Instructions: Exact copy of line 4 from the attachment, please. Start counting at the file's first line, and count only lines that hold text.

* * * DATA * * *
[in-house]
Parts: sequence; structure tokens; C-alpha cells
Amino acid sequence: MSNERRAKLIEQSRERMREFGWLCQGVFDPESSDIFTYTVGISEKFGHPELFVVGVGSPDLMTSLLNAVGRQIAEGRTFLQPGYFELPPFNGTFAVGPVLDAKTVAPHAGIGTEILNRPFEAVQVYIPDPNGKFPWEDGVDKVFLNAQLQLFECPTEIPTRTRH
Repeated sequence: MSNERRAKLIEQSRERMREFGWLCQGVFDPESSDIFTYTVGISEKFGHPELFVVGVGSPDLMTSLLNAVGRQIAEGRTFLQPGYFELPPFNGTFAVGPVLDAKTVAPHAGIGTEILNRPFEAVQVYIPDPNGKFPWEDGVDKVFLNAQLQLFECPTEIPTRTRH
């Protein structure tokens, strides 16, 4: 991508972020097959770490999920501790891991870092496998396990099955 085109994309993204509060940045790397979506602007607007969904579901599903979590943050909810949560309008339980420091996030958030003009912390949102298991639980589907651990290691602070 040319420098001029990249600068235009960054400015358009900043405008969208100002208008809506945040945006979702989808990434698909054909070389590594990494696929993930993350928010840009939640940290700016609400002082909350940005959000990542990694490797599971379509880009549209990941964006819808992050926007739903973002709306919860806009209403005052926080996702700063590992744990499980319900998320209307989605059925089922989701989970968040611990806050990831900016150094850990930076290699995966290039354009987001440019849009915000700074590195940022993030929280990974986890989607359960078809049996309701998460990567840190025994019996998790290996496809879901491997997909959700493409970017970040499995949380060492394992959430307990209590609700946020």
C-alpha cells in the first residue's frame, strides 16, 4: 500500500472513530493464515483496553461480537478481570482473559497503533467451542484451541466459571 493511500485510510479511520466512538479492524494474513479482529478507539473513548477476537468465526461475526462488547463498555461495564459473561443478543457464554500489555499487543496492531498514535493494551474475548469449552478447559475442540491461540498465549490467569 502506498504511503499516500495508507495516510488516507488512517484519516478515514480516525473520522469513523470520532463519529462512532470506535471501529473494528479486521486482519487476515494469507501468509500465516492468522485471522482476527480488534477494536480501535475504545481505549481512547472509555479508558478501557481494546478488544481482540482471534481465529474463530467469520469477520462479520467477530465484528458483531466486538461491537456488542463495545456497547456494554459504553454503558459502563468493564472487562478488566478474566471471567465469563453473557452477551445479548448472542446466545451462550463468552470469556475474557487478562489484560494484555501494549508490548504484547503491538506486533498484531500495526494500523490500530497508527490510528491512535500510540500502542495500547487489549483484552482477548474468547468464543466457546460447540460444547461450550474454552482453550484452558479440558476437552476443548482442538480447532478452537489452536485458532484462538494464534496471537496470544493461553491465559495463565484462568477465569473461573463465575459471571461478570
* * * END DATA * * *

Repeated sequence: MSNERRAKLIEQSRERMREFGWLCQGVFDPESSDIFTYTVGISEKFGHPELFVVGVGSPDLMTSLLNAVGRQIAEGRTFLQPGYFELPPFNGTFAVGPVLDAKTVAPHAGIGTEILNRPFEAVQVYIPDPNGKFPWEDGVDKVFLNAQLQLFECPTEIPTRTRH